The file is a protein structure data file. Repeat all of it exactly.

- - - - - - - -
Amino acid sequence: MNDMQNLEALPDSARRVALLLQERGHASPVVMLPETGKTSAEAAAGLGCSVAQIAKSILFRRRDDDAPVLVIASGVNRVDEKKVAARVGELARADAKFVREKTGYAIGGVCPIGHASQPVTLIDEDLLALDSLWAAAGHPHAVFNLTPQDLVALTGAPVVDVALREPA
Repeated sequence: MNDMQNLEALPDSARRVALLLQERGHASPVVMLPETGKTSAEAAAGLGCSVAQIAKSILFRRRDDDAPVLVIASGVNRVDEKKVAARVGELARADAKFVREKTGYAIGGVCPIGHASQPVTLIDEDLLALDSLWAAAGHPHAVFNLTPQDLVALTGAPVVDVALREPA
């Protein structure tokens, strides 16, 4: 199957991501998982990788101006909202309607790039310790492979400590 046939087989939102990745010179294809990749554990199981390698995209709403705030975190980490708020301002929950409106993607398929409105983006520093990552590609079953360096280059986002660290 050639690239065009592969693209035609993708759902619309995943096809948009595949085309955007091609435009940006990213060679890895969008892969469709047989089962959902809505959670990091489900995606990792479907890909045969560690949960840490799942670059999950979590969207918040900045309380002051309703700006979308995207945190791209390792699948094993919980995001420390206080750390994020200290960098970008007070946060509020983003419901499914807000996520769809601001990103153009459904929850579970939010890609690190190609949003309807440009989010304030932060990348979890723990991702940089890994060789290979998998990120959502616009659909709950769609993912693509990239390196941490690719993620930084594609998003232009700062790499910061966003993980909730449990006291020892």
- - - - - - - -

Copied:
Amino acid sequence: MNDMQNLEALPDSARRVALLLQERGHASPVVMLPETGKTSAEAAAGLGCSVAQIAKSILFRRRDDDAPVLVIASGVNRVDEKKVAARVGELARADAKFVREKTGYAIGGVCPIGHASQPVTLIDEDLLALDSLWAAAGHPHAVFNLTPQDLVALTGAPVVDVALREPA
Repeated sequence: MNDMQNLEALPDSARRVALLLQERGHASPVVMLPETGKTSAEAAAGLGCSVAQIAKSILFRRRDDDAPVLVIASGVNRVDEKKVAARVGELARADAKFVREKTGYAIGGVCPIGHASQPVTLIDEDLLALDSLWAAAGHPHAVFNLTPQDLVALTGAPVVDVALREPA
């Protein structure tokens, strides 16, 4: 199957991501998982990788101006909202309607790039310790492979400590 046939087989939102990745010179294809990749554990199981390698995209709403705030975190980490708020301002929950409106993607398929409105983006520093990552590609079953360096280059986002660290 050639690239065009592969693209035609993708759902619309995943096809948009595949085309955007091609435009940006990213060679890895969008892969469709047989089962959902809505959670990091489900995606990792479907890909045969560690949960840490799942670059999950979590969207918040900045309380002051309703700006979308995207945190791209390792699948094993919980995001420390206080750390994020200290960098970008007070946060509020983003419901499914807000996520769809601001990103153009459904929850579970939010890609690190190609949003309807440009989010304030932060990348979890723990991702940089890994060789290979998998990120959502616009659909709950769609993912693509990239390196941490690719993620930084594609998003232009700062790499910061966003993980909730449990006291020892």